As Clare and her friends waded in for their swim Goose bobbed along happily swimming beside and between them. Looking for all the world as if she was thinking;

“Yes, I’m cute and yes, the conversation is all about me and yes, I’m fine with that!”

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After her swim she’s very happy to snuggle into the crook of an arm and sleep, secure in the knowledge that she’s safe with her adoptive parent.

At home Goose has no worries about her place in the family, she pecks the dog and cats paws to keep them in check and even made strides towards the family goat – Clare managed to scoop her up in time saying that might be a bit more than she could handle – yet!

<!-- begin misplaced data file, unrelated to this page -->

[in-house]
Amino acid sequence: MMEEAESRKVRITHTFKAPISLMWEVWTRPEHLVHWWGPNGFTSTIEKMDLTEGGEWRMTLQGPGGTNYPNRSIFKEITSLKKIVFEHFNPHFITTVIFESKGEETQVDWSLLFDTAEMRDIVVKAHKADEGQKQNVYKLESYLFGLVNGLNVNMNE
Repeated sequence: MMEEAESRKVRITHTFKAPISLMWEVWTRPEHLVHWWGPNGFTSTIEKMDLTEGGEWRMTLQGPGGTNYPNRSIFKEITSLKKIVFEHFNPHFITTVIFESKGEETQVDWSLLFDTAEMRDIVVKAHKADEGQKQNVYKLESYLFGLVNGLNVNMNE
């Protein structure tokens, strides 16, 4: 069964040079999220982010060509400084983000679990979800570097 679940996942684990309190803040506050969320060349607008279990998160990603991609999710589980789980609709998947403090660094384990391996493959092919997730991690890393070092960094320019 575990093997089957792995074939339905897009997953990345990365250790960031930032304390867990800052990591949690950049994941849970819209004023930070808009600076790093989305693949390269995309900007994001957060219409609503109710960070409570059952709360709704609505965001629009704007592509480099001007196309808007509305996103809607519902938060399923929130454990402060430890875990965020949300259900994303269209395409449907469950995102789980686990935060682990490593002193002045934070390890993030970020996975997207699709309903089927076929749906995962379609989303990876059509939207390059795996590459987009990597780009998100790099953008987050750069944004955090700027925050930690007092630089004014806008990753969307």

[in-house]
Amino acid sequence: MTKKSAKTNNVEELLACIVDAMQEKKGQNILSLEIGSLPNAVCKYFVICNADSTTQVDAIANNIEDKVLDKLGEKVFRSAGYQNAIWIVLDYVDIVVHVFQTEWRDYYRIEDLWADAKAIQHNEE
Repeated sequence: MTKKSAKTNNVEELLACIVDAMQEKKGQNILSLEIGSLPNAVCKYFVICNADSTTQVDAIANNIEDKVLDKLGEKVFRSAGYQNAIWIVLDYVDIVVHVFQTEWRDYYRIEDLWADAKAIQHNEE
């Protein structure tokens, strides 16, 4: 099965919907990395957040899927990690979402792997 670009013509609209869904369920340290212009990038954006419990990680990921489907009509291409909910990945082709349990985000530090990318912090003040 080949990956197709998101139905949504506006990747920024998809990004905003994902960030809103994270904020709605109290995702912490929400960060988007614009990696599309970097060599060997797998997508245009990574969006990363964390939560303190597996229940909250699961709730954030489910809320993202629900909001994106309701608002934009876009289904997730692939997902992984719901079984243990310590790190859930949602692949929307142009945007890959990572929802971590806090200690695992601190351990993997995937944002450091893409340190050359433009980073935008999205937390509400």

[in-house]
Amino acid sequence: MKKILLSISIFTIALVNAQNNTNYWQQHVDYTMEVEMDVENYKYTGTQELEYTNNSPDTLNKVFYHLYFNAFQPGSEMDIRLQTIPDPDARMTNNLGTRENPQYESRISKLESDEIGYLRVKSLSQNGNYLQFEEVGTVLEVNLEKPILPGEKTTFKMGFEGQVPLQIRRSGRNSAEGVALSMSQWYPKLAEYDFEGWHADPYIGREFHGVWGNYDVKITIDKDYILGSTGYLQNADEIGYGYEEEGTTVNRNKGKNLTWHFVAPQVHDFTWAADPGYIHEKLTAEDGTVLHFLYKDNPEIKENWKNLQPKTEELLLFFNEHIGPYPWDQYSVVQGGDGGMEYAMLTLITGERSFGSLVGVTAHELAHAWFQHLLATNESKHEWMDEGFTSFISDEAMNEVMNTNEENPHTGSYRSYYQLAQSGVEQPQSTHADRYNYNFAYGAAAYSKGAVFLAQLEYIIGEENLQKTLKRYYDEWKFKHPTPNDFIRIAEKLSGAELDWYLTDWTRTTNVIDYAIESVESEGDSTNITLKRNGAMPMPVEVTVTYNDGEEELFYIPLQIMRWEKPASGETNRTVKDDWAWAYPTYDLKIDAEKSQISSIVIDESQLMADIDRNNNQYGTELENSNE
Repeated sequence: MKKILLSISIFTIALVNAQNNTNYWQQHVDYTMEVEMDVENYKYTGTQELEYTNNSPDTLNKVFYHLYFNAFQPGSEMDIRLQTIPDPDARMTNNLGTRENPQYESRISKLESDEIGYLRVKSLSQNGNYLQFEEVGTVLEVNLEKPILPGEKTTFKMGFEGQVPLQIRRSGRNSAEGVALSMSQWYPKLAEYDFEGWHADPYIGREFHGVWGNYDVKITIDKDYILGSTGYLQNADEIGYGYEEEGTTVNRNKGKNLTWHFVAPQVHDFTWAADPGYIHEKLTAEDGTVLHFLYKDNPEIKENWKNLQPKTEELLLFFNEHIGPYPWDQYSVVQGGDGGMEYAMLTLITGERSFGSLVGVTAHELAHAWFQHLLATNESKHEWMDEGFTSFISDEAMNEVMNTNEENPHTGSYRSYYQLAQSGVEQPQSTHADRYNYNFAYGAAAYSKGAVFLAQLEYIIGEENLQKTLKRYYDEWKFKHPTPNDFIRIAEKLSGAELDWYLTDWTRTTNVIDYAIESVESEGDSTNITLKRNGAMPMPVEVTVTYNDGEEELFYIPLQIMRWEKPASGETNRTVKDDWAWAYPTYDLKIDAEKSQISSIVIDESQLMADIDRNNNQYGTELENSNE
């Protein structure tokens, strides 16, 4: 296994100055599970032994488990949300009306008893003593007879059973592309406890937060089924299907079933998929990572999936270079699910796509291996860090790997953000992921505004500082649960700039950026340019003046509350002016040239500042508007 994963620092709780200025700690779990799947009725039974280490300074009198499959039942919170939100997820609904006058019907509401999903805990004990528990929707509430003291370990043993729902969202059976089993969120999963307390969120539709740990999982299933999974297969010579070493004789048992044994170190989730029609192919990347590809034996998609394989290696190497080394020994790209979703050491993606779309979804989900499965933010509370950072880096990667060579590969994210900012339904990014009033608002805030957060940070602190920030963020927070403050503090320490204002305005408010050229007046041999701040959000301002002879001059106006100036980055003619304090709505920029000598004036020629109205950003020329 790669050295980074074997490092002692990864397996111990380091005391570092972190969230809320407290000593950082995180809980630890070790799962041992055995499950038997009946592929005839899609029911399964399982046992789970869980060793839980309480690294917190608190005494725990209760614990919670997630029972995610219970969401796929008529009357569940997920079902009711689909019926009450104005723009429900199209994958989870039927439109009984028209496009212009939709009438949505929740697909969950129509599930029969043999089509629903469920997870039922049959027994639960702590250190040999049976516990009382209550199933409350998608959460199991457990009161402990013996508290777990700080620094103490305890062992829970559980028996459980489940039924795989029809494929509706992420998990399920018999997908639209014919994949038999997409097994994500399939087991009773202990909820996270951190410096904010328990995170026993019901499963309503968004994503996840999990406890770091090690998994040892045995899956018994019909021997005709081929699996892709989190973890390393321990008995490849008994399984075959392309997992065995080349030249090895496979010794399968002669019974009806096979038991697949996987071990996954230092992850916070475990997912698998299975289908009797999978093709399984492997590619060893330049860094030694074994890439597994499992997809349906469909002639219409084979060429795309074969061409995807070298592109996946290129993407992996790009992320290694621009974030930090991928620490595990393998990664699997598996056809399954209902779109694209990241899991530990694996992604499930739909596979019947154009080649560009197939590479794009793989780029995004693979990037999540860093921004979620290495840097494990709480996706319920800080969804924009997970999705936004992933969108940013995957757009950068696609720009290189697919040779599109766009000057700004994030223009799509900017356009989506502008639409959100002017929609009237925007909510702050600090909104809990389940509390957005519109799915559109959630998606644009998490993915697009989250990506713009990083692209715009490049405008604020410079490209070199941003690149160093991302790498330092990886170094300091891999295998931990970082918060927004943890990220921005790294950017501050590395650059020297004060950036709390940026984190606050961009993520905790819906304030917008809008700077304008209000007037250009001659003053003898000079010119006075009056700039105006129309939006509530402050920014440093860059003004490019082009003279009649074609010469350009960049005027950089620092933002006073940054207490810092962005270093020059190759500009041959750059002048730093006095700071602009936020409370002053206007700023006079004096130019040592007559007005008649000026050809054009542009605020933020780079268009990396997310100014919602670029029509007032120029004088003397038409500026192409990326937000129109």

(Mind you, if she lives up to her name, she could be a worthy adversary – I remember my Grandma kept geese when we were small & they chased us mercilessly!)

Kerry+Geese

A real character Goose is quite happy to be introduced to new people; preening for her photo…

 

 

 

“She also loves a ping pong ball…” Clare told me, “We roll it and she chases it to bring it back!”

Not worried that Goose will just wander away, Clare says;

“She’ll stay with us as long as she wants – she’s a wild duck after all.”

 

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Lovely to meet you Clare & Goose – Happy Swimming!

Lockdown Blues

After two months at home, thank the Stars and the Moon

We’re easing the lock-down and can move about soon.

Oh, I’ve missed my swimming in the Sea and the Lake

and my hands are all calloused from wielding a rake!